A year and a half ago, Blade & Soul was released in South Korea and achieved instantaneous success, rising to the top of the country’s online game ranking leaderboard. Following suit, it was released in China at the end of November 2013 and has taken the online market there by storm.
Boasting 195 servers, 18 million active players and 1.8 million concurrent players (and rising), Blade & Soul China has a population unlike anything we’ve ever seen in the West, surpassing World of Warcraft’s combined peak population of 11 million. Tenecent, the publisher, has released the game as Free-to-Play with an optional VIP membership, which provides a few benefits that aren’t entirely game breaking (going against the stereotype of Asian MMOs being completely Pay-to-Win).
I’ve spent the weekend inside Blade & Soul, and while it’s been a little arduous spending an extended period of time surrounded by an incredibly difficult foreign language (of which I know absolutely nothing outside of a single phrase used for character deletion), it was a worthwhile learning experience.
I could go into a review about the game, but what I want to write about instead is what playing an MMO about as different as is possible to be from those in the West while still having a fantasy setting has taught me. For one, it’s that the Fantasy subgenre of online games can still be deeply interesting and engaging even after 14 years and counting since Everquest came into the world. The setting of Blade & Soul is one of Eastern fantasy, with all the tropes and over exaggeration one would find in Wuxia (wu-hsia) fiction. An easy comparison to draw is to martial arts movies.
Continuing on that point, the Qinggong (chin-kung) movement style made popular by martial arts movies is present within the game, and is made us of heavily. Players can find themselves sprinting at inhuman speed and leaping through the air, with the option of gliding back down, as early as the starting island of the game. Later on it gets developed further to allow water walking, wall running, short flight, faster descent – overall enhanced movement. If you enjoy Asian action movies, then just exploring the world will fill you with a little childlike glee.
Artist Hyung-tae Kim, a famous South Korean Manhwa (comic) style artist, is the lead art director for the game, and his style is made evident by the luscious stylised graphics that greet players from as early as character creation. Admittedly, the style isn’t for everyone, as art is subjective to whomever looks upon it, I do think the development team have done a wonderful job in realising Kim’s ideas and implementing them in such a way that it’s enhanced by the game mechanics, instead of constrained.
The gameplay expanded beyond being entirely grounded, and it had more of a vertical feel to it. An Assassin, one of the seven classes offered, has a much wider field of action for their moves than in other games that have similar class archetypes. With fast gap closing abilities, decoys, stuns and mines, the class has more versatility in how to go about disabling and defeating enemies. Some attacks even use height as a modifier, though such skills aren’t limited to only one class. By having the space for attacks such as these, or even by just introducing attacks that involve a lot of movement, the animations for each of the four races are extremely well polished and fluid. The feel of combat was stepped up a notch because of this, and it lent itself very well to the flexible art direction.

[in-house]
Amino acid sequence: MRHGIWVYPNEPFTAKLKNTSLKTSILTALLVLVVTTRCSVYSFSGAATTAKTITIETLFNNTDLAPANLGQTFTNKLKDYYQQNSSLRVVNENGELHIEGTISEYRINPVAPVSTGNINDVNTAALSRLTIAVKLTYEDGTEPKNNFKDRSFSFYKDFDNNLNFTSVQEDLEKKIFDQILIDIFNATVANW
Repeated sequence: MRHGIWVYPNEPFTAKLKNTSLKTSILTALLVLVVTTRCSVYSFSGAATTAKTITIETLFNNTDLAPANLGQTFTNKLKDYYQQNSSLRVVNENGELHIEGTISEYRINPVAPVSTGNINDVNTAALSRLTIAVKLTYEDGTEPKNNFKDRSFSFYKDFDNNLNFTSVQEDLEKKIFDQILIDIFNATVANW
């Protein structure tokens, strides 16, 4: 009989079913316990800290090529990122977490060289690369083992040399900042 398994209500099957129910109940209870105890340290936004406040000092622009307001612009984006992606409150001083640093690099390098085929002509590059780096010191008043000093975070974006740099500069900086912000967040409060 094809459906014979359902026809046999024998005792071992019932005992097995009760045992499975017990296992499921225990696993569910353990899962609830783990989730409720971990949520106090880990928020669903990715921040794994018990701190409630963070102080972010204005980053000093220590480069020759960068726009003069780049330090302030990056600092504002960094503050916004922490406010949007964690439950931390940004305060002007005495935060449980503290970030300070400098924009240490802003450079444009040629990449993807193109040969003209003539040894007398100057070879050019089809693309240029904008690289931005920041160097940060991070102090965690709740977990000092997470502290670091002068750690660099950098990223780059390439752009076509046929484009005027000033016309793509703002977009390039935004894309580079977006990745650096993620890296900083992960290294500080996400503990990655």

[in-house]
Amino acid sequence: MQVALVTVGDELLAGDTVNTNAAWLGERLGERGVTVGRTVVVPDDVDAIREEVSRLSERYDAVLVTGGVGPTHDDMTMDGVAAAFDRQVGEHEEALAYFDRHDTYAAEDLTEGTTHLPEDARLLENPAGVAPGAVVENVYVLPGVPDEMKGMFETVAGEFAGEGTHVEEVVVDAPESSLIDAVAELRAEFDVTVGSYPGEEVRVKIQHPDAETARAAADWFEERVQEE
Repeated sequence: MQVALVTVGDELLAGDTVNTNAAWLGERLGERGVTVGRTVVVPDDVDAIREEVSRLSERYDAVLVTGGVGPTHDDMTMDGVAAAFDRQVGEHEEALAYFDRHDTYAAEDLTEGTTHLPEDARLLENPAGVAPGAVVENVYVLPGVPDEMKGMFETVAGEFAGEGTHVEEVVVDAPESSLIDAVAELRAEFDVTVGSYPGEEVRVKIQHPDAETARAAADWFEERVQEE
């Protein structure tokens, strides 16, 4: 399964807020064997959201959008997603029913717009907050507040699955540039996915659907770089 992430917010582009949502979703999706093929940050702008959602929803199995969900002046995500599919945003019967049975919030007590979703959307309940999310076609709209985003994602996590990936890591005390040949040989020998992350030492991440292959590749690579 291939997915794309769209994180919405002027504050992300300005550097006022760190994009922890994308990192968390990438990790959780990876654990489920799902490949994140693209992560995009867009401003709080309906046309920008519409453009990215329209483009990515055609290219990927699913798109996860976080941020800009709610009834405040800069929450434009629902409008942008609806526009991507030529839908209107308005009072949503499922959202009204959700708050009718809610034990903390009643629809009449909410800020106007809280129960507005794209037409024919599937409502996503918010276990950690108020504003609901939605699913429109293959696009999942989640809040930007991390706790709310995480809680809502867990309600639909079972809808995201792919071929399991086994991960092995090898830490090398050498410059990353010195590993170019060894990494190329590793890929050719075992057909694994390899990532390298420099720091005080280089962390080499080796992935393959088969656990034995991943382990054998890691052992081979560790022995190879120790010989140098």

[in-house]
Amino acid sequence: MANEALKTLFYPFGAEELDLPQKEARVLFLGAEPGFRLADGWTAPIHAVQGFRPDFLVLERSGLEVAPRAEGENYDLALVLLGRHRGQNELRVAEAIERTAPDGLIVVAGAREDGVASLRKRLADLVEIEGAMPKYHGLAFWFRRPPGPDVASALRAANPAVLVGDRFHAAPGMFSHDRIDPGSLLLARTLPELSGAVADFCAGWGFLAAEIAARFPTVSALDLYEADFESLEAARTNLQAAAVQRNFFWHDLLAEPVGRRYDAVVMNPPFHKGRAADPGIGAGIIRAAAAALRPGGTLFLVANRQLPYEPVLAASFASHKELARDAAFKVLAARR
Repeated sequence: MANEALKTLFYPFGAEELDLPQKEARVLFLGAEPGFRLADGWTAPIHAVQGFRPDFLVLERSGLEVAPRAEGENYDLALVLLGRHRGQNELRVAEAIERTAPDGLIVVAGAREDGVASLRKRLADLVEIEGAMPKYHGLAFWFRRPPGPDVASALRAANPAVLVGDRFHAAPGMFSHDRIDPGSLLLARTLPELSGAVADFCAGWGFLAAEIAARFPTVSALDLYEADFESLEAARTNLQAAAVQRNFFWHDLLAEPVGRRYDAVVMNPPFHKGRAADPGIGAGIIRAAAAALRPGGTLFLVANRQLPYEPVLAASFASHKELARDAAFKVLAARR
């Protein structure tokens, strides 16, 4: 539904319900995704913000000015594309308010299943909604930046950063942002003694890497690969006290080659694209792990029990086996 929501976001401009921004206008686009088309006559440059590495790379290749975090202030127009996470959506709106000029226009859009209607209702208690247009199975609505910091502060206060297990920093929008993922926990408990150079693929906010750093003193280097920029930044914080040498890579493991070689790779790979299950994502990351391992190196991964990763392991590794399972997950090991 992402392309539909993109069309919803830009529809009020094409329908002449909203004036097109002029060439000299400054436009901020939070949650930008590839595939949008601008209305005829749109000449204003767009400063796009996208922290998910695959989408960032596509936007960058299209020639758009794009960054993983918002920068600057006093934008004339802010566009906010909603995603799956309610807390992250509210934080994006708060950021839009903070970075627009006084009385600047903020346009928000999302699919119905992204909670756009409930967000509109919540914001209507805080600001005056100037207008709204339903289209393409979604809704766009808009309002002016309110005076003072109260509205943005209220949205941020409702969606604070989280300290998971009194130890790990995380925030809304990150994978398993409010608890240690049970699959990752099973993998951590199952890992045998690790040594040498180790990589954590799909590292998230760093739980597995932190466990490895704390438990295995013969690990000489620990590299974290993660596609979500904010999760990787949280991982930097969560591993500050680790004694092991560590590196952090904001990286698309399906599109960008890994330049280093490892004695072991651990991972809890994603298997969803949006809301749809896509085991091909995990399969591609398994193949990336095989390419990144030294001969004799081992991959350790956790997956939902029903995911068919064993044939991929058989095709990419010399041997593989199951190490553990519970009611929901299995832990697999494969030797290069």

This isn’t to say combat was all peaches and roses. The ability set wasn’t one of overflowing choice, though why they chose to have such few abilities (less than 30) per class is understandable – the game has a heavy class balance focus and revolves equally around end game dungeons and player vs. player combat. As a result of this, I found the early levels a bit tedious with such few abilities, negatively augmented by the latency I experienced even with services to reduce it because of the servers being located in China. I can’t exactly count that as a fault, and have heard that combat is twice as fast roughly for native players so I can see the appeal of it then, even at lower levels, but for me it’s a different story.
I would very much enjoy seeing Blade & Soul translated and brought over to the West, but past experiences haven’t proven it a successful venture. Aion (2009) and TERA (2012), of which the former is still immensely popular in Korea, both failed to reach success in North America and Europe. Final Fantasy XI (2004) had moderate success however, and Final Fantasy XIV (2013) is currently going strong 4 months after launch, though it’s population has tapered off a bit. It’s a risky market, definitely, and Western MMO players have different priorities, likes and dislikes compared to Eastern players, and ultimately that’s what decides the fate, regardless if it did well elsewhere.
Still, one can be hopeful. The future looks bright for Chinese, Japanese and Korean gamers, and while it may be a bit darker for those in the rest of the world, 2014 hopefully still has a few surprises up its sleeve.